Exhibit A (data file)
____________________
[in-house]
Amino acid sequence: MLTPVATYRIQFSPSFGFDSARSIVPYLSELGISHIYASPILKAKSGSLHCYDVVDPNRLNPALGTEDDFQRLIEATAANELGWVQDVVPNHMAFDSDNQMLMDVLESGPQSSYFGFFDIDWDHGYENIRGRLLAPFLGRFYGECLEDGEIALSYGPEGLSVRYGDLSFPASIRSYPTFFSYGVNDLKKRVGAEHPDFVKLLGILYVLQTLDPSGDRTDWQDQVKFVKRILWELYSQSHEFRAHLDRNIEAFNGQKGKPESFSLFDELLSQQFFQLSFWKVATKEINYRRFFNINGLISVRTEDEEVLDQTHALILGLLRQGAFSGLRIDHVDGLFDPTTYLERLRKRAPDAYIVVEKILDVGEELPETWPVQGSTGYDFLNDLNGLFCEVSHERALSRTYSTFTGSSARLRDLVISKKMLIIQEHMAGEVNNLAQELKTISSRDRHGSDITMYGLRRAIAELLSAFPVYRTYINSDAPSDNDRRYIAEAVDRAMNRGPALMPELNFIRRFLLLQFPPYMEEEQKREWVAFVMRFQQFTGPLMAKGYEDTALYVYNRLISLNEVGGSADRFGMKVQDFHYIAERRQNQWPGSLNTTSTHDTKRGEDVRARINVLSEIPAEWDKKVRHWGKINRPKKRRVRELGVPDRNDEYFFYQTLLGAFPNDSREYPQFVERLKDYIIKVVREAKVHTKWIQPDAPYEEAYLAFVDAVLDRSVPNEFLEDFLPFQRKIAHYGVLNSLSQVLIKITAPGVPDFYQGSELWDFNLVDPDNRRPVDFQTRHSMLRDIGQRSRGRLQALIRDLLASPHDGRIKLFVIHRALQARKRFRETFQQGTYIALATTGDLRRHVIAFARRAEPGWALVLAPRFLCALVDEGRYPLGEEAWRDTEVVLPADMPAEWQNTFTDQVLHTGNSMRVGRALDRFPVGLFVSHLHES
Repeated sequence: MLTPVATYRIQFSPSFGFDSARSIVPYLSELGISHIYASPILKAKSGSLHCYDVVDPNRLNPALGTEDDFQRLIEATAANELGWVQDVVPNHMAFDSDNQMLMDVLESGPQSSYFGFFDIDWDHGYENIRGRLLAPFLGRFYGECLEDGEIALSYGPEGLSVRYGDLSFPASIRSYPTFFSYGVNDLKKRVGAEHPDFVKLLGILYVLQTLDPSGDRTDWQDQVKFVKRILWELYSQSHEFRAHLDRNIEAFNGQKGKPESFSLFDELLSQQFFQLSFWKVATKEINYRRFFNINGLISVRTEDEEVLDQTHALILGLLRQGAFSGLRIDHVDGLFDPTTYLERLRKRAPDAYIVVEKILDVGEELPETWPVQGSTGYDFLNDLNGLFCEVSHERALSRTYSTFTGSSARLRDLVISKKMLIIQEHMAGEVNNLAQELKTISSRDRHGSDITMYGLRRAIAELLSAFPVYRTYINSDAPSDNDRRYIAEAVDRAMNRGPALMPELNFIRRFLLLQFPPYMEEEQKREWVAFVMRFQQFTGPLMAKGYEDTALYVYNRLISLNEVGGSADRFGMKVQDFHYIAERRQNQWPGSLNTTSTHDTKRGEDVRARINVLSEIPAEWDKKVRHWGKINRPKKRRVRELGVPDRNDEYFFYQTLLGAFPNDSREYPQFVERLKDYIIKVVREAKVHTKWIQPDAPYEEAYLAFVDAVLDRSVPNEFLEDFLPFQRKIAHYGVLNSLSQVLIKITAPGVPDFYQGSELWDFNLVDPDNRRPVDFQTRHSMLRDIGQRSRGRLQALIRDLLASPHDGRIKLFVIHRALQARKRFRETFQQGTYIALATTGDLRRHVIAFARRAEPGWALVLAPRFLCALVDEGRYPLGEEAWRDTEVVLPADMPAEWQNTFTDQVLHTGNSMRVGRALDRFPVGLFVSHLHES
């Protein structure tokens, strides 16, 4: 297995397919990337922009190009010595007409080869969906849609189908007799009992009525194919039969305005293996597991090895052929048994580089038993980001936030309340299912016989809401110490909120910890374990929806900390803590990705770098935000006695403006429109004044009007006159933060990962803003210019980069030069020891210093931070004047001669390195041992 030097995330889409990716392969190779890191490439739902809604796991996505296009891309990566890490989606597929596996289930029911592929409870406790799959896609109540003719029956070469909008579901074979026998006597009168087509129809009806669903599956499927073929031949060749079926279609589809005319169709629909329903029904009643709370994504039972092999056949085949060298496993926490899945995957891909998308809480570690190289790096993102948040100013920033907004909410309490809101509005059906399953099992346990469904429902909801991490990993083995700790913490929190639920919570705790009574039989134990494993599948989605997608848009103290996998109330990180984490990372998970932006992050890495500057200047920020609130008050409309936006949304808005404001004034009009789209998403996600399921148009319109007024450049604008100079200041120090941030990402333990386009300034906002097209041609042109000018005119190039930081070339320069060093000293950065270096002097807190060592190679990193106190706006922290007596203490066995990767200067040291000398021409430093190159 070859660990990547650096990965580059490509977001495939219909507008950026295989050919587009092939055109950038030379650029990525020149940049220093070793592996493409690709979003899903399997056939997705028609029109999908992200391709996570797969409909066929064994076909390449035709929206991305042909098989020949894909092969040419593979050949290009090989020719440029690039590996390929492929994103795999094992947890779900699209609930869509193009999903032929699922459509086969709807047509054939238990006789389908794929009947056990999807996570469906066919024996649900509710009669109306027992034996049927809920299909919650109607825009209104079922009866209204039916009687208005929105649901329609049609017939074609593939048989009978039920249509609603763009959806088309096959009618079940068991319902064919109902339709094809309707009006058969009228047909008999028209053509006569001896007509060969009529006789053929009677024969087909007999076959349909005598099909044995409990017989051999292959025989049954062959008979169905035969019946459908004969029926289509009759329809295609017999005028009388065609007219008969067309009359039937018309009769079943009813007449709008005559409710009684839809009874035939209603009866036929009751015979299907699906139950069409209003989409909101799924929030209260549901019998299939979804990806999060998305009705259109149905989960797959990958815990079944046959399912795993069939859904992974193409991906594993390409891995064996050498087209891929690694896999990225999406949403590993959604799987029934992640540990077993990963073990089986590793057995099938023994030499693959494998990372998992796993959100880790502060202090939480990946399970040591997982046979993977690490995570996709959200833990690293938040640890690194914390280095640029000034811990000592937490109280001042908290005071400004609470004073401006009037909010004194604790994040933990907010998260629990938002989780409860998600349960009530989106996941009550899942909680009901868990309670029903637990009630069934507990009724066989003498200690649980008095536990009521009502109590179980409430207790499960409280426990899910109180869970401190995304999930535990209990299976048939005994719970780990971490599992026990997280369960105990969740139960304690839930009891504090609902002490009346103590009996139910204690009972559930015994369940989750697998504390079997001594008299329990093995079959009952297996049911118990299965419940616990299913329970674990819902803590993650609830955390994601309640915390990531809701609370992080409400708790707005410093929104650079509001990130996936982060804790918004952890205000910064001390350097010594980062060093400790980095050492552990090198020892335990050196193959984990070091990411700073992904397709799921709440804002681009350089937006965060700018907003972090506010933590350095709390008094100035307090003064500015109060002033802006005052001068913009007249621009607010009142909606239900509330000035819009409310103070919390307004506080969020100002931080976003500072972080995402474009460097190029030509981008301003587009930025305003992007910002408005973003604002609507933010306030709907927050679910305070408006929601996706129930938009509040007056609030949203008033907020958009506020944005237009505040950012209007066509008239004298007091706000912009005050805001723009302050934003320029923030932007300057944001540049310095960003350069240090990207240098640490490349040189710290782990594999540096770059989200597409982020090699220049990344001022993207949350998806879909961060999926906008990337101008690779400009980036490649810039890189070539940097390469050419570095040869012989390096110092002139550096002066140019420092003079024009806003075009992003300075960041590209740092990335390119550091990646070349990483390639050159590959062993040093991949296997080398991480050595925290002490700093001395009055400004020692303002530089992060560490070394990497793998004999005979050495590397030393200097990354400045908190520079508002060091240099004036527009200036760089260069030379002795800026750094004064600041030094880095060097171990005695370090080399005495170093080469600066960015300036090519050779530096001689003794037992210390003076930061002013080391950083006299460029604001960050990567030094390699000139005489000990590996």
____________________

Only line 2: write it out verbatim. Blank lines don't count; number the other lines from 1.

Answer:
Amino acid sequence: MLTPVATYRIQFSPSFGFDSARSIVPYLSELGISHIYASPILKAKSGSLHCYDVVDPNRLNPALGTEDDFQRLIEATAANELGWVQDVVPNHMAFDSDNQMLMDVLESGPQSSYFGFFDIDWDHGYENIRGRLLAPFLGRFYGECLEDGEIALSYGPEGLSVRYGDLSFPASIRSYPTFFSYGVNDLKKRVGAEHPDFVKLLGILYVLQTLDPSGDRTDWQDQVKFVKRILWELYSQSHEFRAHLDRNIEAFNGQKGKPESFSLFDELLSQQFFQLSFWKVATKEINYRRFFNINGLISVRTEDEEVLDQTHALILGLLRQGAFSGLRIDHVDGLFDPTTYLERLRKRAPDAYIVVEKILDVGEELPETWPVQGSTGYDFLNDLNGLFCEVSHERALSRTYSTFTGSSARLRDLVISKKMLIIQEHMAGEVNNLAQELKTISSRDRHGSDITMYGLRRAIAELLSAFPVYRTYINSDAPSDNDRRYIAEAVDRAMNRGPALMPELNFIRRFLLLQFPPYMEEEQKREWVAFVMRFQQFTGPLMAKGYEDTALYVYNRLISLNEVGGSADRFGMKVQDFHYIAERRQNQWPGSLNTTSTHDTKRGEDVRARINVLSEIPAEWDKKVRHWGKINRPKKRRVRELGVPDRNDEYFFYQTLLGAFPNDSREYPQFVERLKDYIIKVVREAKVHTKWIQPDAPYEEAYLAFVDAVLDRSVPNEFLEDFLPFQRKIAHYGVLNSLSQVLIKITAPGVPDFYQGSELWDFNLVDPDNRRPVDFQTRHSMLRDIGQRSRGRLQALIRDLLASPHDGRIKLFVIHRALQARKRFRETFQQGTYIALATTGDLRRHVIAFARRAEPGWALVLAPRFLCALVDEGRYPLGEEAWRDTEVVLPADMPAEWQNTFTDQVLHTGNSMRVGRALDRFPVGLFVSHLHES